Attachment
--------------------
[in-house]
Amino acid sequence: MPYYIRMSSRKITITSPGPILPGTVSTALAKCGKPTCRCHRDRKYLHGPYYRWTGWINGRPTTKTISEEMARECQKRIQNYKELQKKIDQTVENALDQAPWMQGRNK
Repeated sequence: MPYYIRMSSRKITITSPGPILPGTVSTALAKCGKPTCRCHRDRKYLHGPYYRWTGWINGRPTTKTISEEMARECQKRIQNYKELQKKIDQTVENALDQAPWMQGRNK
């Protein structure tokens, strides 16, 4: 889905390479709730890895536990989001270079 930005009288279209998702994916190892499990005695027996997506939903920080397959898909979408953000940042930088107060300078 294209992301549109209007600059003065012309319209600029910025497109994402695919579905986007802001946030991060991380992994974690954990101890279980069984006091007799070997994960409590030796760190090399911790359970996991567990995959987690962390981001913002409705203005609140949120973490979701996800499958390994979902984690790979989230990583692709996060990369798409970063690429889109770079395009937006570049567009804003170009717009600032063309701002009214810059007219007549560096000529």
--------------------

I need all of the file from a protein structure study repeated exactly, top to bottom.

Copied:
[in-house]
Amino acid sequence: MPYYIRMSSRKITITSPGPILPGTVSTALAKCGKPTCRCHRDRKYLHGPYYRWTGWINGRPTTKTISEEMARECQKRIQNYKELQKKIDQTVENALDQAPWMQGRNK
Repeated sequence: MPYYIRMSSRKITITSPGPILPGTVSTALAKCGKPTCRCHRDRKYLHGPYYRWTGWINGRPTTKTISEEMARECQKRIQNYKELQKKIDQTVENALDQAPWMQGRNK
């Protein structure tokens, strides 16, 4: 889905390479709730890895536990989001270079 930005009288279209998702994916190892499990005695027996997506939903920080397959898909979408953000940042930088107060300078 294209992301549109209007600059003065012309319209600029910025497109994402695919579905986007802001946030991060991380992994974690954990101890279980069984006091007799070997994960409590030796760190090399911790359970996991567990995959987690962390981001913002409705203005609140949120973490979701996800499958390994979902984690790979989230990583692709996060990369798409970063690429889109770079395009937006570049567009804003170009717009600032063309701002009214810059007219007549560096000529």